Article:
Why do you have to spend money to make it? That seems unfair, frankly!
But the good news is, you don’t necessarily have to spend your money! In fact, ideally, you shouldn’t.
If you’re planning to launch a small business or scale an existing one, either way, you need cash. But conventional wisdom suggests that money should come from others before you even think about breaking your piggy bank.
So, let’s dig into the fund-amentals and learn how to secure the capital you need to succeed!
1. It’s easier than you might think to get funding
Entrepreneurs may feel daunted by the funding aspect of their new endeavors. Don’t be!
Most of the concerns come from common misconceptions or a general lack of experience. The truth is, you don’t need a revolutionary product or paradigm-shifting service to secure funding. You mainly need an airtight business plan—and a list of people to show it off to!
Here’s a rundown of the top lending avenues to check out:
- Bank Loans/Lines of Credit – Bank loans and lines of credit are a tried-and-true method of getting money for your business. Along with your business plan, you’ll need to show up with good credit and perhaps a bit of collateral in some cases.
- Small Business Administration Loans – The Small Business Administration exists, in part, to help people in your situation! They feature a wide range of loan programs and may offer better terms than banks.
- Business Incubators – Baby businesses grow nicely under the protective wings of incubators and accelerator programs, which provide everything from funding to mentorship—plus a built-in network!
- Angel Investors and Venture Capital – Some investors only trade stocks. Angel investors bet on startups, giving upfront funds for a piece of the pie. They also offer seasoned mentorship, because your success is money in their pockets. Venture capital firms operate under a similar model but may demand an “exit strategy” to get paid.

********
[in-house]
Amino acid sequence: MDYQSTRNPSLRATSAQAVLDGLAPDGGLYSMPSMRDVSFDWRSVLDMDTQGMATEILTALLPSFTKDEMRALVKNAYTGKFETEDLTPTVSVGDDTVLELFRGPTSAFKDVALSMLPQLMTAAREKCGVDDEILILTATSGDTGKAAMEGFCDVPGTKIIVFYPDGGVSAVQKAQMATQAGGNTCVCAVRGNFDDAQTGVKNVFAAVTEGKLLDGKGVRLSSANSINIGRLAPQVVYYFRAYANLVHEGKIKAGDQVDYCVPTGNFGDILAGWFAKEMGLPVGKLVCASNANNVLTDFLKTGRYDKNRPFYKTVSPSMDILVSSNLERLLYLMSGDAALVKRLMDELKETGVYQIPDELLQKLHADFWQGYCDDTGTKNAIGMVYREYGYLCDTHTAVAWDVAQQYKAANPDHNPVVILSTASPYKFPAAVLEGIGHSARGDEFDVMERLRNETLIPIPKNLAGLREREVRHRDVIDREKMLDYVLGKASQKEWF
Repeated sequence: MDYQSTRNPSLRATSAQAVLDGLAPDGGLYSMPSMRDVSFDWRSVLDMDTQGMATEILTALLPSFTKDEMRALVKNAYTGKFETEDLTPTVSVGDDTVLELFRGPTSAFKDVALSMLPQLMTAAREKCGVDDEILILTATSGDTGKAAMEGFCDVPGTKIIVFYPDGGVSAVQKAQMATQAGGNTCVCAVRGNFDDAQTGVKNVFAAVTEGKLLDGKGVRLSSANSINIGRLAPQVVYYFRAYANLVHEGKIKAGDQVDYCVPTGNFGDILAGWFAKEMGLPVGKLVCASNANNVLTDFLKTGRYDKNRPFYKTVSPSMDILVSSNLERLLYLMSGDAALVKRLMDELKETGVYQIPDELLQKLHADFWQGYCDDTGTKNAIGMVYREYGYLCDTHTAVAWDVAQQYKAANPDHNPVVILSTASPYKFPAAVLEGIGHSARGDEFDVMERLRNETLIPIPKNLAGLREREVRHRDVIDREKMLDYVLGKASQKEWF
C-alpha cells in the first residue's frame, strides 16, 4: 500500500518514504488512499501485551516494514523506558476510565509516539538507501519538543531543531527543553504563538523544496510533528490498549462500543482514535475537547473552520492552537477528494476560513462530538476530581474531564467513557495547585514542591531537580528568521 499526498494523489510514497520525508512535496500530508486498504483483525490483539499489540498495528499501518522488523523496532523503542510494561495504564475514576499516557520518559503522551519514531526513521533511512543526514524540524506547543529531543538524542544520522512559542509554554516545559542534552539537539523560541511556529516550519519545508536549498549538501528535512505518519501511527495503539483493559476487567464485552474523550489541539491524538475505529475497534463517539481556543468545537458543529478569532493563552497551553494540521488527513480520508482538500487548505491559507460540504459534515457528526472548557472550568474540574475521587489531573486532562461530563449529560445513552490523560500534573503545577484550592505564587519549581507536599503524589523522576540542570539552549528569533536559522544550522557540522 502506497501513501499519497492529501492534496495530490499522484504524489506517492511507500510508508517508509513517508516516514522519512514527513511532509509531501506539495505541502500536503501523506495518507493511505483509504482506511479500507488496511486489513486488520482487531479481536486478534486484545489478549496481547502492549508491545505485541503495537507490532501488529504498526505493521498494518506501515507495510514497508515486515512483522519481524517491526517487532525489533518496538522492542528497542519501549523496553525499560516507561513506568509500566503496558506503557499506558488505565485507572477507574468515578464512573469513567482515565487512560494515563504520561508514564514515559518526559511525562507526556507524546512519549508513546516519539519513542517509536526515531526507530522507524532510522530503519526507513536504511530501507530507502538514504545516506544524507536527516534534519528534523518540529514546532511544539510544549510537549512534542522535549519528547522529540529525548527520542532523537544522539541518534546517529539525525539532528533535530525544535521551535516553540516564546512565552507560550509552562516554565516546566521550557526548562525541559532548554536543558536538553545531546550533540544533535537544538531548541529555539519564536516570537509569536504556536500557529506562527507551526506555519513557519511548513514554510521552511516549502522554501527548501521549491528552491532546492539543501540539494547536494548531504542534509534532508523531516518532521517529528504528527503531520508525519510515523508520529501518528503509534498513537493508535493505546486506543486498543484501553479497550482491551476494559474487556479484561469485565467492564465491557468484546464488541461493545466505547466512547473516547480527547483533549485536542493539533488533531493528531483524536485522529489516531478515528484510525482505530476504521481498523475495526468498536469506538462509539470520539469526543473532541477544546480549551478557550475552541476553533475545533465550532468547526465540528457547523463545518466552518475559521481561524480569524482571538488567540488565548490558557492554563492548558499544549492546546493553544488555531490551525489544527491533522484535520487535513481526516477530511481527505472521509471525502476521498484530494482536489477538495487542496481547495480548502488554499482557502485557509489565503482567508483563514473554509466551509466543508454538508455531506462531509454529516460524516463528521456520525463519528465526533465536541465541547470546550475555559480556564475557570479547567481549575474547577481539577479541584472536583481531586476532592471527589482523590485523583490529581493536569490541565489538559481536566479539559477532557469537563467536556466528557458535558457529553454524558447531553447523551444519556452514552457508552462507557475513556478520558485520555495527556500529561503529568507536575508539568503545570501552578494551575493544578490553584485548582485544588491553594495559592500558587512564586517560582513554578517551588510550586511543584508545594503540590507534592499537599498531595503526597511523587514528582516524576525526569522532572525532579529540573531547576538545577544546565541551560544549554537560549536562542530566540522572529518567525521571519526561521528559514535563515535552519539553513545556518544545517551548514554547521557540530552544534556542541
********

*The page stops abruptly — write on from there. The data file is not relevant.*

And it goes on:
- Crowdfunding – Why not ask a group of strangers to pay your way? Crowdfunding is a new-ish but relatively viable method of garnering funds by simply asking lots of people to donate small amounts!
- Grants – Grants are financial gifts that don’t have to be paid back (but they do come with several eligibility requirements). Grants may be given out by government agencies, private foundations, or corporations.
- Last Resorts – Many people start by asking family or friends, but this can be a risky venture. Many startups struggle for years, and who wants to upset the people closest to them by borrowing money and not being able to pay it back? But perhaps the final “last resort” is tapping into your own savings. It may seem like the fastest, easiest route—but if things don’t pan out, you could blow your nest egg and get caught in a bind.
2. Common hurdles to securing funds
There are many sources of funding out there, but you’ve got to convince them why they should bother to help you. As mentioned, a rock-solid business plan is a critical step.
“A business plan is a document that defines in detail a company’s objectives and how it plans to achieve its goals,” Investopedia explains. It should outline your proposed product or service, your target market, an analysis of the competition, your killer marketing strategy, and your budget and financial projections.
Suffice it to say, lenders and investors are risk averse, so if your concept is the least bit shaky, it’ll be harder to secure funding. Even business ideas that traditionally seem profitable can raise concerns when market conditions are unfavorable. Your plan must address that, too.